Bioethics @ TIU

The death and resurrection of Jesus and how we view death

Posted March 28th, 2018 by Steve Phillips

This is the week when we who are Christians particularly focus on the death and resurrection of Jesus. As I have been reflecting on this I have been thinking about how Jesus’ death and resurrection impact how I think about bioethics. I think that the largest impact is on how I think about death. Whether we realize it or not, much of bioethics is impacted… // Read More »

The Bioethics of a Modern Death Mask

Posted March 20th, 2018 by Mark McQuain

By the time you read this, a company called Nectome will have pitched its business plan to investors at Y Combinator as a company who has designed a technology called Aldehyde-Stabilized Cryopreservation to preserve all of your connectome, which is all of your brain’s interconnected synapses. Doing this, they argue, can preserve your memories, allowing the company to effectively “upload your mind”. One problem with… // Read More »

Belgian Euthanasia: Volunteers No Longer Necessary?

Posted March 6th, 2018 by Mark McQuain

A recent resignation letter by one member of Belgium’s Euthanasia Commission suggests the slippery slope of who meets the criteria for legal euthanasia is becoming even more slippery. Dr. Ledo Vanopdenbosch sent his resignation letter to members of the Belgian Parliament who oversee the commission. His concern was with one of the main requirements of the law, which demands that the individual patient formally request… // Read More »

Parkland & Bioethics

Posted March 5th, 2018 by Neil Skjoldal

I have lived in South Florida over 20 years now, and I do not remember anything grabbing and holding our community’s consciousness more than the February 14 shooting at the Stoneman Douglas High School in Parkland, Florida (in Broward County).  In its aftermath, the more we hear about the events of that day, the more alarming it becomes.  This is the sort of tragedy that… // Read More »

Psychiatric advance directives

Posted February 28th, 2018 by Steve Phillips

Even though I teach bioethics and teach about advance directives, I was not aware that there was such a thing as a psychiatric advance directive until I read this article in the online magazine STAT, which I found while browsing the articles listed on Bioethics.com. The concept of a psychiatric advance directive makes so much sense that I am amazed that I hadn’t thought about… // Read More »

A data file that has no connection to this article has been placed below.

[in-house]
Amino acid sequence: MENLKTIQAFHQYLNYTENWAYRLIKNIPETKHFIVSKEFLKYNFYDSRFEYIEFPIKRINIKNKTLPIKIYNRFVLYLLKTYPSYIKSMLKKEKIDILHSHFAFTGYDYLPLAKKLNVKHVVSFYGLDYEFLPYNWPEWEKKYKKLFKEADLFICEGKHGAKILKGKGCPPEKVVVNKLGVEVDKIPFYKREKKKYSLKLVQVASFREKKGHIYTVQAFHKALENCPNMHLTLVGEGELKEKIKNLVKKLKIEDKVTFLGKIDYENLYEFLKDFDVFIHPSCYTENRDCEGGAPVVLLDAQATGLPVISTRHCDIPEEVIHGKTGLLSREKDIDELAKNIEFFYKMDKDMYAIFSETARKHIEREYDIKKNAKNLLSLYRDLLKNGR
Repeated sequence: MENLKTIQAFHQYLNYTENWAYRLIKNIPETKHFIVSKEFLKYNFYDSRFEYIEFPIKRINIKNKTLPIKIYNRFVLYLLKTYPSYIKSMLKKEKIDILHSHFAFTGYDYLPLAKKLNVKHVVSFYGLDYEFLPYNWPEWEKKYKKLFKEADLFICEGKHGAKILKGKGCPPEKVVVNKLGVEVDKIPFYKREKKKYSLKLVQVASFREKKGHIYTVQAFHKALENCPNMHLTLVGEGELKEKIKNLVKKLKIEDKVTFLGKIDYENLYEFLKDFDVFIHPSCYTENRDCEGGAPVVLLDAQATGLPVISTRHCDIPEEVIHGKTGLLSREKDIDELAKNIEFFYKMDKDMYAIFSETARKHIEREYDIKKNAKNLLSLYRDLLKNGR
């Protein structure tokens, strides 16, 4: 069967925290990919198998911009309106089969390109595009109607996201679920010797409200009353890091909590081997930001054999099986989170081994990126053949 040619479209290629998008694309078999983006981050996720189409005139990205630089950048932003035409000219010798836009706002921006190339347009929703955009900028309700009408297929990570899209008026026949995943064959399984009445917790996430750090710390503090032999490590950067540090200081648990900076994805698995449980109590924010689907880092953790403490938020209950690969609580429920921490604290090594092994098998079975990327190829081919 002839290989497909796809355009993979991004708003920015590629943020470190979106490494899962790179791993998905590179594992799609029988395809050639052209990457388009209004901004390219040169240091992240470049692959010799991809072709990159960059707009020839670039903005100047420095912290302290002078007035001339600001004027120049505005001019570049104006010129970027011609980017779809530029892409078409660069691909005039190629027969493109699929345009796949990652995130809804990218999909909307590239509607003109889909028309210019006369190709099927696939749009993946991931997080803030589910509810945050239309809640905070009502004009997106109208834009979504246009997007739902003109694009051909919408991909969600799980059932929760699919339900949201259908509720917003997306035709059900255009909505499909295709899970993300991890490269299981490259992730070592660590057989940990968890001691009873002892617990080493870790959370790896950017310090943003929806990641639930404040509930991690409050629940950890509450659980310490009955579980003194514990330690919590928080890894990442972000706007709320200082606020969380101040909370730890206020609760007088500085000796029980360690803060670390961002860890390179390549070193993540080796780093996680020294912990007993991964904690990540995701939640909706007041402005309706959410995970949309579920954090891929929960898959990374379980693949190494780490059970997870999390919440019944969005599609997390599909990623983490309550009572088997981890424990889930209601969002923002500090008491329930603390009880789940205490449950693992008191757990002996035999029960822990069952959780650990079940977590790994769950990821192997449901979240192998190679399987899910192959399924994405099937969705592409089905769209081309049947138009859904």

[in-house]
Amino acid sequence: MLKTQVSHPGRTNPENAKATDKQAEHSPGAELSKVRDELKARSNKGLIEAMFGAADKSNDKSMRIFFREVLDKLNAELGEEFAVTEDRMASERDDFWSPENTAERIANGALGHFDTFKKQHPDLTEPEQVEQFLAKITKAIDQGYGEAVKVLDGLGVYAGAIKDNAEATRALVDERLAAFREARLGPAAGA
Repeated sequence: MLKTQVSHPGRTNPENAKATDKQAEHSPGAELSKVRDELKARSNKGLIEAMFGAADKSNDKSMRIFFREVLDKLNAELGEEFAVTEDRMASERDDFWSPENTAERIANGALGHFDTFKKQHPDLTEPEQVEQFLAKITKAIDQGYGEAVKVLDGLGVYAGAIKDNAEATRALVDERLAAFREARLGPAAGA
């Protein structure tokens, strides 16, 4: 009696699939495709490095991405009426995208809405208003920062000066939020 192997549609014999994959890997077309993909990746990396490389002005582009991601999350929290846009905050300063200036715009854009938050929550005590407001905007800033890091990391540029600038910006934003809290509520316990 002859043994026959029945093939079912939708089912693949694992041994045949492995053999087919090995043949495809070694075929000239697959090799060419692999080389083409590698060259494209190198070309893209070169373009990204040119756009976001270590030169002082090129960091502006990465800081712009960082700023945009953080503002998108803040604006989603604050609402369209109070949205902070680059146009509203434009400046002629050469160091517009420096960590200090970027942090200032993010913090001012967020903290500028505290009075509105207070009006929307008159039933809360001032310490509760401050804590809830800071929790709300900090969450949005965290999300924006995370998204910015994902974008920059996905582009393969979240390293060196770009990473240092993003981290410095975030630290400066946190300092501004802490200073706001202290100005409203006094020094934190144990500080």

DIY CRISPR Kits – Gene Editing for the Rest of Us

Posted February 20th, 2018 by Mark McQuain

One might think with the amazing advance of technology and easy access to nearly infinite data via the Internet that we, as a society, would see a reduction in false claims of benefit for novel medical procedures and untested medications. Sadly, it seems to be just the opposite. I seem to be spending gradually more time with my patients reviewing the results of their internet… // Read More »

What’s really happening with doctor-assisted suicide?

Posted January 18th, 2018 by Jon Holmlund

Recently, Wesley Smith posted on the National Review’s “Corner” blog new concerns that Oregon’s “Death With Dignity” law may not be as tightly regulated as advertised.  Specifically, a Swedish fellow named Fabian Stahle, who evidently is troubled by the prospect that his country might embrace doctor-assisted suicide, claims to have carried out an e-mail exchange with someone in the Oregon Health Authority to ask how… // Read More »

Will Medical Compliance Ever Become Non-Voluntary?

Posted January 16th, 2018 by Mark McQuain

A recent article by Dr. Lisa Rosenbaum in the New England Journal of Medicine explored both the benefits and drawbacks of Digital Adherence Monitoring. The focus was on the FDA’s recent approval of Abilify MyCite, a medicine technology that combines the medication aripiprazole, used to treat various psychiatric diseases such as schizophrenia, certain features of bipolar disorder and depression, with a digital ingestion tracking system…. // Read More »

Eugenic immigration policies revisited

Posted January 13th, 2018 by Joe Gibes

Many people, when they think of the history of eugenics, think of Nazi Germany. However, eugenics was widely accepted and implemented as policy in America long before the Nazis rose to power. At the beginning of the 20th century, the numbers of immigrants to the United States were increasing rapidly. This greatly alarmed those who were aligned with the eugenics movement, the quasi-scientific movement to preserve… // Read More »

The Brain and The Internet

Posted January 2nd, 2018 by Mark McQuain

The current Technology Review contains an article by Adam Piore featuring Dr. Eric Leuthardt, who, as the title claims, is “The [Neuro]Surgeon Who Wants to Connect You to the Internet with a Brain Implant”. After spending Christmas with my married millennial children, I am convinced there are no further connections required. But Dr. Leuthardt isn’t satisfied with clumsy thumbs and smartphones – he wants a… // Read More »